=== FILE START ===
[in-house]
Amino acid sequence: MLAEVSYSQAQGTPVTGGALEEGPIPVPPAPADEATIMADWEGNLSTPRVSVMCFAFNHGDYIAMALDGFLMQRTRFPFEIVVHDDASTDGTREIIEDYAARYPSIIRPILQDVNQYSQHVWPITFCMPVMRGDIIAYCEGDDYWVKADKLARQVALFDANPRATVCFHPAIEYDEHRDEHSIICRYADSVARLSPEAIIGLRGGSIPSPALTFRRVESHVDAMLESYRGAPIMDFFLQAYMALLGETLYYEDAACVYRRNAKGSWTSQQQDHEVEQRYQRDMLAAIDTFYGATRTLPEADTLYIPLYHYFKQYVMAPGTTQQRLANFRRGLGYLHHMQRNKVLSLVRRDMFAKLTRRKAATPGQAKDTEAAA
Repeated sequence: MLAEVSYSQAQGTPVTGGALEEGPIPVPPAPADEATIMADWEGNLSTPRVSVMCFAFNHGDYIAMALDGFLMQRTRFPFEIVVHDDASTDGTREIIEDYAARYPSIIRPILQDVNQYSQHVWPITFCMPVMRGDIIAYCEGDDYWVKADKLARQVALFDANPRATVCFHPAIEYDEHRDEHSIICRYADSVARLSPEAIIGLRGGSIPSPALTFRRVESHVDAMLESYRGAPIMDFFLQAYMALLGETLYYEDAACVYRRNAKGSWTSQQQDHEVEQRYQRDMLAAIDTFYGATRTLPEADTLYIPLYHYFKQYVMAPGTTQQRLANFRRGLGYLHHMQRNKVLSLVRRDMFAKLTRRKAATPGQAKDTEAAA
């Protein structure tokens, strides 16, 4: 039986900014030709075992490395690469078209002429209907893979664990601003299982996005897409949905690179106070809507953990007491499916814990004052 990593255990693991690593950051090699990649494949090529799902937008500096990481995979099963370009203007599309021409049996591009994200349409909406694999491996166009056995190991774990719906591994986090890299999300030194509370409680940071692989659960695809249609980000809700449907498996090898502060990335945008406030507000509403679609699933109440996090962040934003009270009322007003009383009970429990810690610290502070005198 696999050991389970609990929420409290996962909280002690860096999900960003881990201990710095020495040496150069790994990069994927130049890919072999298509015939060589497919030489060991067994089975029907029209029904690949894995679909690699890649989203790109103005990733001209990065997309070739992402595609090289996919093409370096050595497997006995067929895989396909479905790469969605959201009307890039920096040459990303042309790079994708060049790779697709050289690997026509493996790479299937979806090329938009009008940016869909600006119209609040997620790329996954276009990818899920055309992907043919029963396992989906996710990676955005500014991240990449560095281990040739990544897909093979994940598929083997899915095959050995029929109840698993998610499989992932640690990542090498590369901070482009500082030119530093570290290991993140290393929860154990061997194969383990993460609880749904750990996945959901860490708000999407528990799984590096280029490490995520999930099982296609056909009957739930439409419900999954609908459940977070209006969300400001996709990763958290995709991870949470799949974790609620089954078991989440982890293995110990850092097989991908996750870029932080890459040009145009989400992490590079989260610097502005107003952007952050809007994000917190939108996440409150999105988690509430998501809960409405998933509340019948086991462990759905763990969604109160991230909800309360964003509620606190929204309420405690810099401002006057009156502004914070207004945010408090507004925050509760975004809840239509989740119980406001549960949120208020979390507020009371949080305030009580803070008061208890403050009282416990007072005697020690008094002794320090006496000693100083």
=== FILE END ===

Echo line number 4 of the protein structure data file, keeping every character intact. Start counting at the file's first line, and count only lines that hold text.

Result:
């Protein structure tokens, strides 16, 4: 039986900014030709075992490395690469078209002429209907893979664990601003299982996005897409949905690179106070809507953990007491499916814990004052 990593255990693991690593950051090699990649494949090529799902937008500096990481995979099963370009203007599309021409049996591009994200349409909406694999491996166009056995190991774990719906591994986090890299999300030194509370409680940071692989659960695809249609980000809700449907498996090898502060990335945008406030507000509403679609699933109440996090962040934003009270009322007003009383009970429990810690610290502070005198 696999050991389970609990929420409290996962909280002690860096999900960003881990201990710095020495040496150069790994990069994927130049890919072999298509015939060589497919030489060991067994089975029907029209029904690949894995679909690699890649989203790109103005990733001209990065997309070739992402595609090289996919093409370096050595497997006995067929895989396909479905790469969605959201009307890039920096040459990303042309790079994708060049790779697709050289690997026509493996790479299937979806090329938009009008940016869909600006119209609040997620790329996954276009990818899920055309992907043919029963396992989906996710990676955005500014991240990449560095281990040739990544897909093979994940598929083997899915095959050995029929109840698993998610499989992932640690990542090498590369901070482009500082030119530093570290290991993140290393929860154990061997194969383990993460609880749904750990996945959901860490708000999407528990799984590096280029490490995520999930099982296609056909009957739930439409419900999954609908459940977070209006969300400001996709990763958290995709991870949470799949974790609620089954078991989440982890293995110990850092097989991908996750870029932080890459040009145009989400992490590079989260610097502005107003952007952050809007994000917190939108996440409150999105988690509430998501809960409405998933509340019948086991462990759905763990969604109160991230909800309360964003509620606190929204309420405690810099401002006057009156502004914070207004945010408090507004925050509760975004809840239509989740119980406001549960949120208020979390507020009371949080305030009580803070008061208890403050009282416990007072005697020690008094002794320090006496000693100083």